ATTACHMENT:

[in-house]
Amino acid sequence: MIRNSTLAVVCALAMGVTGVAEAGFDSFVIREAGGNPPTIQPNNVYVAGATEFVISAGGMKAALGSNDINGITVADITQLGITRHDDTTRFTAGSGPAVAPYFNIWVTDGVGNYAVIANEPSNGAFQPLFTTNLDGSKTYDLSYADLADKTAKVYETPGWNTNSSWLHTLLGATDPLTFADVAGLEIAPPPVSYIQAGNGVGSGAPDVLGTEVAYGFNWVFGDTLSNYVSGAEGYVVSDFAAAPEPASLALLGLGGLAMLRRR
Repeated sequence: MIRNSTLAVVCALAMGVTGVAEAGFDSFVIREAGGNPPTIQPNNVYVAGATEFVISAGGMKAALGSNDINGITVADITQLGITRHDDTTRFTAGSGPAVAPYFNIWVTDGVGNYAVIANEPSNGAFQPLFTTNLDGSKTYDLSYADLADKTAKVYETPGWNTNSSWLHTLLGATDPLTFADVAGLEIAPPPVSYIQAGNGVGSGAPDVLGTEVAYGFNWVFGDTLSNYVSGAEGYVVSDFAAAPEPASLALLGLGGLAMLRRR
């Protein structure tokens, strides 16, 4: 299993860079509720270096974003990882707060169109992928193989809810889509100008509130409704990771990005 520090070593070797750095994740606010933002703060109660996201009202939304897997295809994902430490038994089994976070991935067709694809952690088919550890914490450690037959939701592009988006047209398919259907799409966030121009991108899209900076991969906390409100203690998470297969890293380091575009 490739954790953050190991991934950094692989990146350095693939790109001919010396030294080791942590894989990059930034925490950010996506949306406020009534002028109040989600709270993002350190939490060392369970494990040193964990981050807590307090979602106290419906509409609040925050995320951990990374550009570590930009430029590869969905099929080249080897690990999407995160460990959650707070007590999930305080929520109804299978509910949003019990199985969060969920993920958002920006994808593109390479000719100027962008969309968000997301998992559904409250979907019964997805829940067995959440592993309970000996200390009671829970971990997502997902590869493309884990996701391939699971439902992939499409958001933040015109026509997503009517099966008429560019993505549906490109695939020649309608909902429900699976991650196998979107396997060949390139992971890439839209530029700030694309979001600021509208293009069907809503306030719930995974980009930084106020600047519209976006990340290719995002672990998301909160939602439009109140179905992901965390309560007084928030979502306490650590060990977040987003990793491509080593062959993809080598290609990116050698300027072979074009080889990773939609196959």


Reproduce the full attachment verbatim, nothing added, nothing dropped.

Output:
[in-house]
Amino acid sequence: MIRNSTLAVVCALAMGVTGVAEAGFDSFVIREAGGNPPTIQPNNVYVAGATEFVISAGGMKAALGSNDINGITVADITQLGITRHDDTTRFTAGSGPAVAPYFNIWVTDGVGNYAVIANEPSNGAFQPLFTTNLDGSKTYDLSYADLADKTAKVYETPGWNTNSSWLHTLLGATDPLTFADVAGLEIAPPPVSYIQAGNGVGSGAPDVLGTEVAYGFNWVFGDTLSNYVSGAEGYVVSDFAAAPEPASLALLGLGGLAMLRRR
Repeated sequence: MIRNSTLAVVCALAMGVTGVAEAGFDSFVIREAGGNPPTIQPNNVYVAGATEFVISAGGMKAALGSNDINGITVADITQLGITRHDDTTRFTAGSGPAVAPYFNIWVTDGVGNYAVIANEPSNGAFQPLFTTNLDGSKTYDLSYADLADKTAKVYETPGWNTNSSWLHTLLGATDPLTFADVAGLEIAPPPVSYIQAGNGVGSGAPDVLGTEVAYGFNWVFGDTLSNYVSGAEGYVVSDFAAAPEPASLALLGLGGLAMLRRR
């Protein structure tokens, strides 16, 4: 299993860079509720270096974003990882707060169109992928193989809810889509100008509130409704990771990005 520090070593070797750095994740606010933002703060109660996201009202939304897997295809994902430490038994089994976070991935067709694809952690088919550890914490450690037959939701592009988006047209398919259907799409966030121009991108899209900076991969906390409100203690998470297969890293380091575009 490739954790953050190991991934950094692989990146350095693939790109001919010396030294080791942590894989990059930034925490950010996506949306406020009534002028109040989600709270993002350190939490060392369970494990040193964990981050807590307090979602106290419906509409609040925050995320951990990374550009570590930009430029590869969905099929080249080897690990999407995160460990959650707070007590999930305080929520109804299978509910949003019990199985969060969920993920958002920006994808593109390479000719100027962008969309968000997301998992559904409250979907019964997805829940067995959440592993309970000996200390009671829970971990997502997902590869493309884990996701391939699971439902992939499409958001933040015109026509997503009517099966008429560019993505549906490109695939020649309608909902429900699976991650196998979107396997060949390139992971890439839209530029700030694309979001600021509208293009069907809503306030719930995974980009930084106020600047519209976006990340290719995002672990998301909160939602439009109140179905992901965390309560007084928030979502306490650590060990977040987003990793491509080593062959993809080598290609990116050698300027072979074009080889990773939609196959």